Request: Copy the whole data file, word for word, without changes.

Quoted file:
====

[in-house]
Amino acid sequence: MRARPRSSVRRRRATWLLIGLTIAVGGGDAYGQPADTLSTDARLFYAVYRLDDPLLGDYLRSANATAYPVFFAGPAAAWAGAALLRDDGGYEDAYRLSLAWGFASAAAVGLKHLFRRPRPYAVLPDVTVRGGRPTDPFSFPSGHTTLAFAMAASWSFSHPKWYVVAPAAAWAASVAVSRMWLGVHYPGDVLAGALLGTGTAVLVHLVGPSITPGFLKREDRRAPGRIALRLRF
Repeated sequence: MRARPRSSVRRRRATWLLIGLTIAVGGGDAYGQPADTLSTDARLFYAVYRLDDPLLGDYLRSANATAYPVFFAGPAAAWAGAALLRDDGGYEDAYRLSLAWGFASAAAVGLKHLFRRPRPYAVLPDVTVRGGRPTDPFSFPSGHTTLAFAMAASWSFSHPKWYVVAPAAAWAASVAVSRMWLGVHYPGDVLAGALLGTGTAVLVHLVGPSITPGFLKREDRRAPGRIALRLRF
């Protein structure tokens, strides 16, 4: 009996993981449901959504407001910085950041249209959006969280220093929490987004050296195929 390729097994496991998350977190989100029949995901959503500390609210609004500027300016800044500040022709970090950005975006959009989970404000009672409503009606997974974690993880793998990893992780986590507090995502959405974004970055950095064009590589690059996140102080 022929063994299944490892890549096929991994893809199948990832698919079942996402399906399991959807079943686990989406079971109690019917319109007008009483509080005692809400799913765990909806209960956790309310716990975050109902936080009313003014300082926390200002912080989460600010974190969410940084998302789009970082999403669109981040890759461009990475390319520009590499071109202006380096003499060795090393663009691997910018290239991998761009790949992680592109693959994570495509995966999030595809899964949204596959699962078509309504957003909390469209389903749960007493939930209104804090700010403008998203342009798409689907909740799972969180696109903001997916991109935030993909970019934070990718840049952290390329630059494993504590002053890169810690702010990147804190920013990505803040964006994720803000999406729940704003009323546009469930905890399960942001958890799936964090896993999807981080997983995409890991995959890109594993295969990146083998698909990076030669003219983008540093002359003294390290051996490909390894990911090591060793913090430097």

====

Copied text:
[in-house]
Amino acid sequence: MRARPRSSVRRRRATWLLIGLTIAVGGGDAYGQPADTLSTDARLFYAVYRLDDPLLGDYLRSANATAYPVFFAGPAAAWAGAALLRDDGGYEDAYRLSLAWGFASAAAVGLKHLFRRPRPYAVLPDVTVRGGRPTDPFSFPSGHTTLAFAMAASWSFSHPKWYVVAPAAAWAASVAVSRMWLGVHYPGDVLAGALLGTGTAVLVHLVGPSITPGFLKREDRRAPGRIALRLRF
Repeated sequence: MRARPRSSVRRRRATWLLIGLTIAVGGGDAYGQPADTLSTDARLFYAVYRLDDPLLGDYLRSANATAYPVFFAGPAAAWAGAALLRDDGGYEDAYRLSLAWGFASAAAVGLKHLFRRPRPYAVLPDVTVRGGRPTDPFSFPSGHTTLAFAMAASWSFSHPKWYVVAPAAAWAASVAVSRMWLGVHYPGDVLAGALLGTGTAVLVHLVGPSITPGFLKREDRRAPGRIALRLRF
């Protein structure tokens, strides 16, 4: 009996993981449901959504407001910085950041249209959006969280220093929490987004050296195929 390729097994496991998350977190989100029949995901959503500390609210609004500027300016800044500040022709970090950005975006959009989970404000009672409503009606997974974690993880793998990893992780986590507090995502959405974004970055950095064009590589690059996140102080 022929063994299944490892890549096929991994893809199948990832698919079942996402399906399991959807079943686990989406079971109690019917319109007008009483509080005692809400799913765990909806209960956790309310716990975050109902936080009313003014300082926390200002912080989460600010974190969410940084998302789009970082999403669109981040890759461009990475390319520009590499071109202006380096003499060795090393663009691997910018290239991998761009790949992680592109693959994570495509995966999030595809899964949204596959699962078509309504957003909390469209389903749960007493939930209104804090700010403008998203342009798409689907909740799972969180696109903001997916991109935030993909970019934070990718840049952290390329630059494993504590002053890169810690702010990147804190920013990505803040964006994720803000999406729940704003009323546009469930905890399960942001958890799936964090896993999807981080997983995409890991995959890109594993295969990146083998698909990076030669003219983008540093002359003294390290051996490909390894990911090591060793913090430097």